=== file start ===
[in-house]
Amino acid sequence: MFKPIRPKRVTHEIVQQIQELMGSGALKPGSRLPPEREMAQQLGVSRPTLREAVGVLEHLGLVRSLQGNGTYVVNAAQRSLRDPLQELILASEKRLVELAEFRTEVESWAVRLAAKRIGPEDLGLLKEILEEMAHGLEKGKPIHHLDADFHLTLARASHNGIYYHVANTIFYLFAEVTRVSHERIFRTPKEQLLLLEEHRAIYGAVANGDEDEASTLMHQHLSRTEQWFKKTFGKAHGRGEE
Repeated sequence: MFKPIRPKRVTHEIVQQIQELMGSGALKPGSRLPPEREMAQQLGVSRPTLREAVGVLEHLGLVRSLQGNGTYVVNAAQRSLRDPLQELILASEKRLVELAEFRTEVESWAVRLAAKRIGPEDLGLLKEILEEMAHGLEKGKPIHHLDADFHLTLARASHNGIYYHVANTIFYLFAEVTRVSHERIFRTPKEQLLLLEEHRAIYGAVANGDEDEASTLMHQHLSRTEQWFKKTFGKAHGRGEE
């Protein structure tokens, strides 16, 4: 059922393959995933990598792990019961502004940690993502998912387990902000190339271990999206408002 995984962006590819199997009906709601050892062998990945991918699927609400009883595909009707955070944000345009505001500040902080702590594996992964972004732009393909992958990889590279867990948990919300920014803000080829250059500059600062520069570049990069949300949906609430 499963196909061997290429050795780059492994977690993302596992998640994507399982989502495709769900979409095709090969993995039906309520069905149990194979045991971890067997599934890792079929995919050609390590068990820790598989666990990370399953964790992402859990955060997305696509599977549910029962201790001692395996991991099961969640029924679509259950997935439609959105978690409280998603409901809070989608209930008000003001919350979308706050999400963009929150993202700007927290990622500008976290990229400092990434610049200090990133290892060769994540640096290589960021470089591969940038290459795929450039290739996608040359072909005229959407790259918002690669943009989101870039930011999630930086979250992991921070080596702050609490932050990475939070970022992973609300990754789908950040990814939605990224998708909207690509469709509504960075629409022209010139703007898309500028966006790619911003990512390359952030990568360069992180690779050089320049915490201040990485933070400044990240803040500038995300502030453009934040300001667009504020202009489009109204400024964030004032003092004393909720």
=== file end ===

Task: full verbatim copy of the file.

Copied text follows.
[in-house]
Amino acid sequence: MFKPIRPKRVTHEIVQQIQELMGSGALKPGSRLPPEREMAQQLGVSRPTLREAVGVLEHLGLVRSLQGNGTYVVNAAQRSLRDPLQELILASEKRLVELAEFRTEVESWAVRLAAKRIGPEDLGLLKEILEEMAHGLEKGKPIHHLDADFHLTLARASHNGIYYHVANTIFYLFAEVTRVSHERIFRTPKEQLLLLEEHRAIYGAVANGDEDEASTLMHQHLSRTEQWFKKTFGKAHGRGEE
Repeated sequence: MFKPIRPKRVTHEIVQQIQELMGSGALKPGSRLPPEREMAQQLGVSRPTLREAVGVLEHLGLVRSLQGNGTYVVNAAQRSLRDPLQELILASEKRLVELAEFRTEVESWAVRLAAKRIGPEDLGLLKEILEEMAHGLEKGKPIHHLDADFHLTLARASHNGIYYHVANTIFYLFAEVTRVSHERIFRTPKEQLLLLEEHRAIYGAVANGDEDEASTLMHQHLSRTEQWFKKTFGKAHGRGEE
């Protein structure tokens, strides 16, 4: 059922393959995933990598792990019961502004940690993502998912387990902000190339271990999206408002 995984962006590819199997009906709601050892062998990945991918699927609400009883595909009707955070944000345009505001500040902080702590594996992964972004732009393909992958990889590279867990948990919300920014803000080829250059500059600062520069570049990069949300949906609430 499963196909061997290429050795780059492994977690993302596992998640994507399982989502495709769900979409095709090969993995039906309520069905149990194979045991971890067997599934890792079929995919050609390590068990820790598989666990990370399953964790992402859990955060997305696509599977549910029962201790001692395996991991099961969640029924679509259950997935439609959105978690409280998603409901809070989608209930008000003001919350979308706050999400963009929150993202700007927290990622500008976290990229400092990434610049200090990133290892060769994540640096290589960021470089591969940038290459795929450039290739996608040359072909005229959407790259918002690669943009989101870039930011999630930086979250992991921070080596702050609490932050990475939070970022992973609300990754789908950040990814939605990224998708909207690509469709509504960075629409022209010139703007898309500028966006790619911003990512390359952030990568360069992180690779050089320049915490201040990485933070400044990240803040500038995300502030453009934040300001667009504020202009489009109204400024964030004032003092004393909720």